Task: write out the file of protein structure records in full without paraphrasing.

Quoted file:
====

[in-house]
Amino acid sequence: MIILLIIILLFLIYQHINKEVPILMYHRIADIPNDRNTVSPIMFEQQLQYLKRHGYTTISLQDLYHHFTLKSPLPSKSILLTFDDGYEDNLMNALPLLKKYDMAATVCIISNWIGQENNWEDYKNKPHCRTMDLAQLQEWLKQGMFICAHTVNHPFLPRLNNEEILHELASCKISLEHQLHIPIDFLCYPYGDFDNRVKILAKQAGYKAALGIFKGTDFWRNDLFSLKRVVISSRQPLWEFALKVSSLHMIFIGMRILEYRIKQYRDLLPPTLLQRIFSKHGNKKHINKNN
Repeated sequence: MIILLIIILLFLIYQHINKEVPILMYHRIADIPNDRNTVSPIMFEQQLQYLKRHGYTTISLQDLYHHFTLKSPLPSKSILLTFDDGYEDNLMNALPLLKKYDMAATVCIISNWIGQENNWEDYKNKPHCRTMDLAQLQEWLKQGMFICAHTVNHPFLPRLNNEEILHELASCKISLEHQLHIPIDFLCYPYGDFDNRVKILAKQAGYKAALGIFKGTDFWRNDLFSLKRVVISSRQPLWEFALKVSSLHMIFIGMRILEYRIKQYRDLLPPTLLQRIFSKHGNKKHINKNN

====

[in-house]
Amino acid sequence: MIILLIIILLFLIYQHINKEVPILMYHRIADIPNDRNTVSPIMFEQQLQYLKRHGYTTISLQDLYHHFTLKSPLPSKSILLTFDDGYEDNLMNALPLLKKYDMAATVCIISNWIGQENNWEDYKNKPHCRTMDLAQLQEWLKQGMFICAHTVNHPFLPRLNNEEILHELASCKISLEHQLHIPIDFLCYPYGDFDNRVKILAKQAGYKAALGIFKGTDFWRNDLFSLKRVVISSRQPLWEFALKVSSLHMIFIGMRILEYRIKQYRDLLPPTLLQRIFSKHGNKKHINKNN
Repeated sequence: MIILLIIILLFLIYQHINKEVPILMYHRIADIPNDRNTVSPIMFEQQLQYLKRHGYTTISLQDLYHHFTLKSPLPSKSILLTFDDGYEDNLMNALPLLKKYDMAATVCIISNWIGQENNWEDYKNKPHCRTMDLAQLQEWLKQGMFICAHTVNHPFLPRLNNEEILHELASCKISLEHQLHIPIDFLCYPYGDFDNRVKILAKQAGYKAALGIFKGTDFWRNDLFSLKRVVISSRQPLWEFALKVSSLHMIFIGMRILEYRIKQYRDLLPPTLLQRIFSKHGNKKHINKNN